Send Daily Reminder to Mobile using R

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The very active development of R means that there are fewer and fewer tasks that cannot be accomplished with R. Today let’s schedule a custom push notification for the smartphone.


There are two motivations:

  1. Packt Publishing sell great tech related books, and even better, they also offer a free book everyday on this page I have been taking the advantage of some free books but freqently find myself missing some that I would be quite interested simply because I forget to check the website (there are probably more socially acceptable ways like following them on twitter, but what’s the fun in that?). I therefore want to have a daily notification on the phone that shows the book title, from which I will decide if I would like to go to the website and claim it.
  2. At work I may be required to implement R script automation, this makes a perfect practice case.

The plan

Here are the three simple steps:

  1. We will be using R to scrape the book title off the webpage, which luckily for us has a static URL – for this, we use rvest.
  2. We then find a way to push the book title to the phone – for this, we use the popular web service Pushbullet, and yes, there’s a package for that: RPushbullet.
  3. The whole process can then be scheduled to run everyday from a server – we’ll run a cron job on AWS.

The walkthrough

Scraping the book title

Hadley Wickham’s rvest package is the Beautiful Soup for R, the go to package for web scraping. There are plenty of tutorials on the web, so I shall simply lay down the snippet here for completeness:

pacman::p_load(rvest, stringr)

url <- ''
selector <- 'div.dotd-title > h2'
book_title <- url %>%
  read_html %>%
  html_node(selector) %>%
  html_text(trim = T)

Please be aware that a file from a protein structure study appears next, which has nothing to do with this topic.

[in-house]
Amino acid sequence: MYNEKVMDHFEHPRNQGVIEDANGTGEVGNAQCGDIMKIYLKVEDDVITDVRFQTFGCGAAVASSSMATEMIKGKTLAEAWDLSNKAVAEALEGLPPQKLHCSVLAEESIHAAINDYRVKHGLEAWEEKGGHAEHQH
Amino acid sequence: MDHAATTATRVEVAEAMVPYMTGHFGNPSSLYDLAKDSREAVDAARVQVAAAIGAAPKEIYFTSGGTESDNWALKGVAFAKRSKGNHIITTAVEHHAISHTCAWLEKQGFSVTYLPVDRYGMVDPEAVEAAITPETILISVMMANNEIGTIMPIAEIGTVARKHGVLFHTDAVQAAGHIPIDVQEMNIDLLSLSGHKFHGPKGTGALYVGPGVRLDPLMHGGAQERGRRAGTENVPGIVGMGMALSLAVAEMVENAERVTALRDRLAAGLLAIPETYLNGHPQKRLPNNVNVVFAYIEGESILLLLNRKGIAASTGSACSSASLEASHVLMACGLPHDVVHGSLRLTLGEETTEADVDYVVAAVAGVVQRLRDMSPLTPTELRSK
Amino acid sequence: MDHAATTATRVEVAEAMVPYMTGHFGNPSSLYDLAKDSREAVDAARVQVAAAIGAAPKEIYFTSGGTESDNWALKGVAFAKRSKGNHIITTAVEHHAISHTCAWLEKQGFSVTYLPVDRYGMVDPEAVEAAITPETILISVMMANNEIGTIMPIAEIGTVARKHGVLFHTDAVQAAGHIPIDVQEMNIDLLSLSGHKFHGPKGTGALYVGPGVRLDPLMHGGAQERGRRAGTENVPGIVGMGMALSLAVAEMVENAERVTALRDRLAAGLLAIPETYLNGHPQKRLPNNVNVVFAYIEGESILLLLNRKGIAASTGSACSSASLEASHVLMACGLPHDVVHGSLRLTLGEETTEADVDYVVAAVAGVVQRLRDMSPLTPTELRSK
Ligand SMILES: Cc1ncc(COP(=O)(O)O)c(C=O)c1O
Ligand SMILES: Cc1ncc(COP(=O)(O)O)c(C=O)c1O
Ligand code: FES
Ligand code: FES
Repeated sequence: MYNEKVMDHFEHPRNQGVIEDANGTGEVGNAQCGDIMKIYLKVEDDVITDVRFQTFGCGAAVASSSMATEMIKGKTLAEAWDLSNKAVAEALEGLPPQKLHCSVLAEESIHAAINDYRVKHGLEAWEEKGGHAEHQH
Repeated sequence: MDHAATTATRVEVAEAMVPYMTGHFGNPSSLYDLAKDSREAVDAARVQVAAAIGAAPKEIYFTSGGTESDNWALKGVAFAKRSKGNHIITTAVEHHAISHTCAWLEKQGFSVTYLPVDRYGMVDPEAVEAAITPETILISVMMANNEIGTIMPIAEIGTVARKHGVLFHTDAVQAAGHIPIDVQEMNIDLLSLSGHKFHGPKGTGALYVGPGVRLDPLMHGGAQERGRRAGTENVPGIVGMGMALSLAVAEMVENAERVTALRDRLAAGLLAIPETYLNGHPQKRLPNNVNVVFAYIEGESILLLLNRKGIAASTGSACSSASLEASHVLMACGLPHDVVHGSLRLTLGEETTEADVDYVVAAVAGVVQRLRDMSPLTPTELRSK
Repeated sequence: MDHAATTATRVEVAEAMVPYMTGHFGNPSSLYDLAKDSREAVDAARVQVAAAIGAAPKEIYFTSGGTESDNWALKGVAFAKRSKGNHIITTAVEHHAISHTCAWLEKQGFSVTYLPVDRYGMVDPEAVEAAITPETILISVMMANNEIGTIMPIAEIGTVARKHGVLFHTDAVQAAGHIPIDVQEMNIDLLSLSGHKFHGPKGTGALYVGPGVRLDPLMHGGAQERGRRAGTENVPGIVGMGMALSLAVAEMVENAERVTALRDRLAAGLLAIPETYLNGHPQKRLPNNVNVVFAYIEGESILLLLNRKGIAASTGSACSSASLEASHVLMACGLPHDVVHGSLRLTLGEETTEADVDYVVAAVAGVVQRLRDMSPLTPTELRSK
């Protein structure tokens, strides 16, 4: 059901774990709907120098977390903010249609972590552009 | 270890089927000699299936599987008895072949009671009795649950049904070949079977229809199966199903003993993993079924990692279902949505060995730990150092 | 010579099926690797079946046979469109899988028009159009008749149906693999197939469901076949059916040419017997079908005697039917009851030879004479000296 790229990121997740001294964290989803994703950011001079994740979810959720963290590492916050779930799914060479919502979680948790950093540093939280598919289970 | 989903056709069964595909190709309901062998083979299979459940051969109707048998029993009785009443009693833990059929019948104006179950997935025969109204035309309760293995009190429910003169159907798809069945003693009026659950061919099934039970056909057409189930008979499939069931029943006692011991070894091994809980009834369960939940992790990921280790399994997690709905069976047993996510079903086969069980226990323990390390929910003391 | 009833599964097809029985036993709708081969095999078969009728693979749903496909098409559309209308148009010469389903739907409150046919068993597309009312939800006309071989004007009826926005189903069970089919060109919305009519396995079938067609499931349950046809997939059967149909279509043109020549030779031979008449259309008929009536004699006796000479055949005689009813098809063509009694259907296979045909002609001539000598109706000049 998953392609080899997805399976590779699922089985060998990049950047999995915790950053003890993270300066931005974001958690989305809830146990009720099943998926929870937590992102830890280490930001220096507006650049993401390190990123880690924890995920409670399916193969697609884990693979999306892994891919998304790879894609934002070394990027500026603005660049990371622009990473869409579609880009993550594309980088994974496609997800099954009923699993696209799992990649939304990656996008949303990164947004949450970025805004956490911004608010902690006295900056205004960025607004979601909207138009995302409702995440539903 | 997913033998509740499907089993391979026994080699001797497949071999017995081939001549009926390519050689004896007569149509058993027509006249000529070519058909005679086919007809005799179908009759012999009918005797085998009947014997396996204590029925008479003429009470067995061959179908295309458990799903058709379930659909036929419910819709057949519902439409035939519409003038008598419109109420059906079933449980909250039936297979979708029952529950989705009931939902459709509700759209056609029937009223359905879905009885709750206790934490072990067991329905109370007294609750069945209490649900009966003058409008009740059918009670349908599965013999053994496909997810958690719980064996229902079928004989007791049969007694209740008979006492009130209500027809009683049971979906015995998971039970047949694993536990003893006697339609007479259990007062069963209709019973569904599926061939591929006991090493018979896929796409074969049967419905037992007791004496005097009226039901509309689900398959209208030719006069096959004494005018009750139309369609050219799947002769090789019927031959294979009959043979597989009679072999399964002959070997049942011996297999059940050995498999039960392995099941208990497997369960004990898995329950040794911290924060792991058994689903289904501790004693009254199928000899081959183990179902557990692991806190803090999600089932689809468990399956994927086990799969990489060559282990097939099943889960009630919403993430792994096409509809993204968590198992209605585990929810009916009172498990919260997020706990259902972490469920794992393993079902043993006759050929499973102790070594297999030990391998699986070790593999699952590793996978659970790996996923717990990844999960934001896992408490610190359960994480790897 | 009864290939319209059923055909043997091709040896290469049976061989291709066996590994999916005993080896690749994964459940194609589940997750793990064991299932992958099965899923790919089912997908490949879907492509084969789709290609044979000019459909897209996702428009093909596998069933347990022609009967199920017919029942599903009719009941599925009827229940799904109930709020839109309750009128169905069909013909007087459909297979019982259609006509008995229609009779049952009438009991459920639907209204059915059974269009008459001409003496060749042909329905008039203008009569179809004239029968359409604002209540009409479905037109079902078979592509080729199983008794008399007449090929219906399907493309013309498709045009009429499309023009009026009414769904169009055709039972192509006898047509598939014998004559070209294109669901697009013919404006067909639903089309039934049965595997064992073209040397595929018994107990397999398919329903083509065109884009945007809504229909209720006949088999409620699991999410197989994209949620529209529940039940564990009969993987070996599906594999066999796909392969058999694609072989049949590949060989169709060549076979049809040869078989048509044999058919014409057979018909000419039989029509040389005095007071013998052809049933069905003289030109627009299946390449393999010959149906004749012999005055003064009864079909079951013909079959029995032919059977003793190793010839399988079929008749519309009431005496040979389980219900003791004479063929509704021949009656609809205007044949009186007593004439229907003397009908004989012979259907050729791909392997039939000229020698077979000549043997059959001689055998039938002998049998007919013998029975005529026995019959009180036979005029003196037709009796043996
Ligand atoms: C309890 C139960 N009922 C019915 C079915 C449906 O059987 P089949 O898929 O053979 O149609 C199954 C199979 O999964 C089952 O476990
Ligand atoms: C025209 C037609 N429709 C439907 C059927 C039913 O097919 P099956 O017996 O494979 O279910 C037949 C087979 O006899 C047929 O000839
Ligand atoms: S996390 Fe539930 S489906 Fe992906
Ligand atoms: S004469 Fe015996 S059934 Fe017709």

Push notifications

There is a few options to send information from the computer to the phone, including emailing packages such as sendemailR, gmailr and notifyR. The first two focus on automated reporting using email, and they could be problematic when it comes to security settings such as two-step authentication; notifyR though seems like a great solution that is very easy to set up and works very well, however it uses the Pushover, and the mobile app is not free after seven days of trial, at the same time offers very limited functionality beyond pushing notifications.

The best solution is naturally Pushbullet. It is a well established web service that can push notifications between the smartphone and the computer among other functions (e.g. sending SMS messages via the computer). We are interested in pushing the book title to the phone, and this can be implemented using the RPushbullet package by the briliant Dirk Eddelbuettel who is better known for Rcpp among other open source contributions.

Setting up Pushbullet is straightforward, you can do that by logging in on the website using either the Google or Facebook credentials. Then download the app to set up on the phone:


And download the browser extension to set up on the computer:


And the last thing to do on the website is to go to the account page and grab an Access Token after clicking on the “Create Access Token” button:


The RPushbullet package uses a JSON file ~/.rpushbullet.json configuration file to get the account information. The account is identify by the Access Token from the website account page, and the connected devices come with Token. The below code automates the process.

pbSetup(apikey = 'your_access_token')

When asked Select a default device (0 for none):, select the phone as the default device, as this will simplify a step later.

Now we can test pushing a notification:

pbPost("link", title="Today's Packt free book",
       url = url, body = book_title) 

There’s the notification that you made yourself, it’s a whole new world!


It is easy to imagine how useful this is for running script on a remote server, e.g. if a script takes longer than you care to keep checking whether it has finished, it’s an elegant to be notified – just add the snippet at the end of the script. In fact that’s the majority of the use cases I see, definitely worth a try.